October 26,2017 What’s the Stem Cells Buzz this Week? - MSC Therapy for BD, Wnt Signaling in Skin Development and Epidermal SCs, miRNAs Inhibit HSC Formation, and an In Vivo Osteogenesis Showdown!

The Stem Cells Portal brings you a roundup of some of the new and exciting stories in the ever-changing world of stem cells, regenerative medicine, and beyond!

MSC Therapy in Bronchopulmonary Dysplasia

Extreme premature birth in children often leads to bronchopulmonary dysplasia (BPD), and while animal models suggest that mesenchymal stromal cell (MSC) therapy can protect the lungs, there are no systematic reviews or meta-analysis of the preclinical evidence……until now! Researchers from the lab of Bernard Thébaud (Ottawa Hospital Research Institute, Ontario, Canada) have crunched the numbers and have discovered that MSCs significantly improved alveolarization and ameliorated pulmonary hypertension, lung inflammation, fibrosis, angiogenesis, and apoptosis, irrespective of the timing of treatment, source, dose, or route of administration. However, the study highlights methodological shortcomings and the need to implement adequate reporting standards. See STEM CELLS Translational Medicine now for all the details.

How Wnt Signaling Controls Skin Development and Epidermal Stem Cells

A new review article from the laboratory of Wen-Hui Lien (Université Catholique de Louvain, Brussels, Belgium) hopes to provide us all with a concise summary of current knowledge on Wnt signaling pathways in the regulation of skin development, hair follicle morphogenesis, and governance of epidermal stem cells during tissue homeostasis. Furthermore, the authors also discuss the potential crosstalk of Wnt signaling with other pathways involved in these processes. See STEM CELLS now for a skin-tingling read!

microRNAs Inhibit HSC Differentiation from PSCs

The low engraftment of hematopoietic stem cells (HSCs) derived from pluripotent stem cells (PSCs) limits their therapeutic application; but just what is holding them back? Research from the laboratory of Majlinda Lako (Newcastle University, UK) posits that the expression of a distinct pattern of microRNAs prevents, at least in part, the full functionality of PSC-HSCs. The microRNA expression alterations observed promote epithelial-mesenchymal transition (EMT) and metastasis and the acquisition of an adherent phenotype in vitro. See all the fine print over at STEM CELLS.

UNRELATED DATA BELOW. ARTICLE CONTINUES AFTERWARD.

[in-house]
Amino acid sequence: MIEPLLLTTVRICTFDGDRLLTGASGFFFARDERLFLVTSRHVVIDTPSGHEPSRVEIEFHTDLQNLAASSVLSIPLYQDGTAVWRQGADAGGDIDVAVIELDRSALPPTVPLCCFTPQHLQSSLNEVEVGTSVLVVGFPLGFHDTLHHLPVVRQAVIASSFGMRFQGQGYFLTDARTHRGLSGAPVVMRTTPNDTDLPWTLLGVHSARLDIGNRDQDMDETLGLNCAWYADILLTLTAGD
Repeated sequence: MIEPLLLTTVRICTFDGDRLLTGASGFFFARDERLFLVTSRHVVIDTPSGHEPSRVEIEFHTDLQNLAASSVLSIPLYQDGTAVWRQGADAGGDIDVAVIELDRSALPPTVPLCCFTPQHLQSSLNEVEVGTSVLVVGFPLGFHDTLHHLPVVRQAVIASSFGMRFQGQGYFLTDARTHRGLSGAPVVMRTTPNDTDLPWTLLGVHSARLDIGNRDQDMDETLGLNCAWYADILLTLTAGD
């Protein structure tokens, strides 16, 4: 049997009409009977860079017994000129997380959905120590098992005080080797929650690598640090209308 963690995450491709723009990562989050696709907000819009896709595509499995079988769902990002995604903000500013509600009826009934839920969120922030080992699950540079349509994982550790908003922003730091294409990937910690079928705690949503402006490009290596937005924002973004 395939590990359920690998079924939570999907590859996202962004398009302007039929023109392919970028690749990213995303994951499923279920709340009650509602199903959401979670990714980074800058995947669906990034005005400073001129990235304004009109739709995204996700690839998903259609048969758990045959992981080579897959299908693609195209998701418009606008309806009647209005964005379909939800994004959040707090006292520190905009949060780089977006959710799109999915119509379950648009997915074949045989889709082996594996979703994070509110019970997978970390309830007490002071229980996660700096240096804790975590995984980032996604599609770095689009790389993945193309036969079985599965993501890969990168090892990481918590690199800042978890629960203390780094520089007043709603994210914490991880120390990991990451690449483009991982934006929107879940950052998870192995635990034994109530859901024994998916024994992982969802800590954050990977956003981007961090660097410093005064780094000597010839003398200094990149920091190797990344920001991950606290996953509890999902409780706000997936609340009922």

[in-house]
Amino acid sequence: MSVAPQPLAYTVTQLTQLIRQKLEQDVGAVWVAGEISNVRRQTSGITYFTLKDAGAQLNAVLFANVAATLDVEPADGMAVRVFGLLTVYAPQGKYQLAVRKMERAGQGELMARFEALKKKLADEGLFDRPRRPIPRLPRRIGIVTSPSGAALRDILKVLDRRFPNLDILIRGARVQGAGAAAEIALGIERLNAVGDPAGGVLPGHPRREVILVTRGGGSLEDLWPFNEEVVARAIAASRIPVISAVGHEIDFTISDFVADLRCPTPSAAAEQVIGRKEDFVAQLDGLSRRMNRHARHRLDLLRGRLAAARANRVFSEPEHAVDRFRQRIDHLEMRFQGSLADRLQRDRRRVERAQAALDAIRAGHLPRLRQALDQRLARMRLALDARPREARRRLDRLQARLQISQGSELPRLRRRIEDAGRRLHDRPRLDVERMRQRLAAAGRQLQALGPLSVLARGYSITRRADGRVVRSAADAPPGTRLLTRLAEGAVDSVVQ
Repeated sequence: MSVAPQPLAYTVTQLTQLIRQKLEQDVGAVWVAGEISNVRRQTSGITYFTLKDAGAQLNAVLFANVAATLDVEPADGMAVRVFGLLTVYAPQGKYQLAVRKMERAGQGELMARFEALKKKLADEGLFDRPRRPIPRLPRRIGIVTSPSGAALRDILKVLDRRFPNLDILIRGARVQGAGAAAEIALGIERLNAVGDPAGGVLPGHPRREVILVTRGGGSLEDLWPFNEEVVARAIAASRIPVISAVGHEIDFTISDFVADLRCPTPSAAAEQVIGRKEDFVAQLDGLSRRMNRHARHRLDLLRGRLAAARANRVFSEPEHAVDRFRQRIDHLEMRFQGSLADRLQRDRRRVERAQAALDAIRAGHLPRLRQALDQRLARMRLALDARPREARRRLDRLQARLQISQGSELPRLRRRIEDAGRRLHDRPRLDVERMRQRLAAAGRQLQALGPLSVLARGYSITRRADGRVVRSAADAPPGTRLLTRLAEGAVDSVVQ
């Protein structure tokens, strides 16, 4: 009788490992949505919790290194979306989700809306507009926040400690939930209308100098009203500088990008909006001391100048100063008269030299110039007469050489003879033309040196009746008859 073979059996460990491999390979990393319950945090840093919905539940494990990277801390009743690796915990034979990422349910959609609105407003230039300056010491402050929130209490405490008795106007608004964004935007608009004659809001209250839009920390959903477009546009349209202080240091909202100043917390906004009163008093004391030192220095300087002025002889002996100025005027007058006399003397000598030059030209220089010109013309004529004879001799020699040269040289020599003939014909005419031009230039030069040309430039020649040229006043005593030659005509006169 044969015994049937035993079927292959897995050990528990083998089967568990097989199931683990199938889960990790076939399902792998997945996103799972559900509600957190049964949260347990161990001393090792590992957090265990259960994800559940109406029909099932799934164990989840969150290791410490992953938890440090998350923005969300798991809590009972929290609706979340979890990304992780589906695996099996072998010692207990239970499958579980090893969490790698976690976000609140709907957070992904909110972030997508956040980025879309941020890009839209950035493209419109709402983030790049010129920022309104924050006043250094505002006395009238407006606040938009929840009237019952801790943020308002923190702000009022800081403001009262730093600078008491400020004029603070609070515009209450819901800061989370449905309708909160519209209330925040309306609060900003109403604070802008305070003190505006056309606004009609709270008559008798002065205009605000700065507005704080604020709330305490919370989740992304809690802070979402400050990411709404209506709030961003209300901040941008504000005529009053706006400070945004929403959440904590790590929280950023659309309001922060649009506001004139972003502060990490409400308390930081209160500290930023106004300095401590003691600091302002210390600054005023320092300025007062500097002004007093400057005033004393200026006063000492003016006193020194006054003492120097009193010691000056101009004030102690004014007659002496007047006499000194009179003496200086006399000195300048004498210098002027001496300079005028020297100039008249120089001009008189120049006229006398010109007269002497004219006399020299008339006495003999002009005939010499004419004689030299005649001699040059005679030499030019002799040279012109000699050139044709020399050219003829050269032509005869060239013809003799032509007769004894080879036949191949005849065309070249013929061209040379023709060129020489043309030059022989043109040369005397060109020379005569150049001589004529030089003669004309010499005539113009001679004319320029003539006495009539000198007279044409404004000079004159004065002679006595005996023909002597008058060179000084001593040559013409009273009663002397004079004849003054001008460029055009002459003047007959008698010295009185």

In vivo Osteogenesis Showdown: Adipose MSCs vs. Bone Marrow MSCs

A new STEM CELLS Translational Medicine articlefrom the lab of Pierre Layrolle (University of Nantes, France) has brought us the results of an interesting showdown: the in vivo bone forming potential of bone marrow and adipose mesenchymal stem cells (MSCs). Brennan et al. now reveal that bone marrow MSCs hold the advantage of adipose MSCs with regards to osteogenesis and engraftment, although bone marrow MSCs exhibit lower angiogenic potential. Therefore, even though adipose MSCs represent an easily accessible and easy to cultivate cell type, bone marrow MSCs seem to have the in vivo osteogenic edge!

That’s a wrap for now! Please feel free to leave a comment and discuss the papers covered here on the Stem Cells Buzz. Happy reading!

October 22,2017 What’s the Stem Cells Buzz this Week? - Single-Cell SSPCs Analysis, Treg-mediated Cancer Cell Stemness, Parthenogenetic ESC-derived Cortical Neurons, and Protection of Retinal Ganglion Cells!

The Stem Cells Portal brings you a roundup of some of the new and exciting stories in the ever-changing world of stem cells, regenerative medicine, and beyond!

Identifying SSPCs with Single-Cell RNA-Seq

A recent study from the laboratory of Bart Deplancke (Ecole Polytechnique Fédérale de Lausanne and Swiss Institute of Bioinformatics, Lausanne, Switzerland) has applied single‐cell RNA‐sequencing to identify somatic stem and progenitor cells (SSPCs) across a wide range of tissues. Interestingly, the study describes a SSPC classifier that only employs the combined expression of only 23 genes to distinguish SSPCs across various tissues. Therefore, this report provides a valuable resource for the identification and ordering of SSPCs across differentiation stages. See STEM CELLS now for all the details.

Tregs Promote Breast Cancer Cell Stemness

T regulatory cells, or Tregs, reduce anti-tumor immunity and stimulate angiogenesis and metastasis in breast cancer, and now, a new report suggests that Tregs also induce stemness in breast cancer cells. This exciting study, from Na Li and Rong Xiang (Nankai University, Tianjin, China), also describes a link between Sox2 expression in breast cancer cells and the recruitment of Tregs, thereby, suggesting that targeting this communication line may represent an efficient means to treat aggressive forms of breast cancer. Head over STEM CELLS now to read more on this new breakthrough!

Integrative Cortical-like Neurons Produced from Parthenogenetic ESCs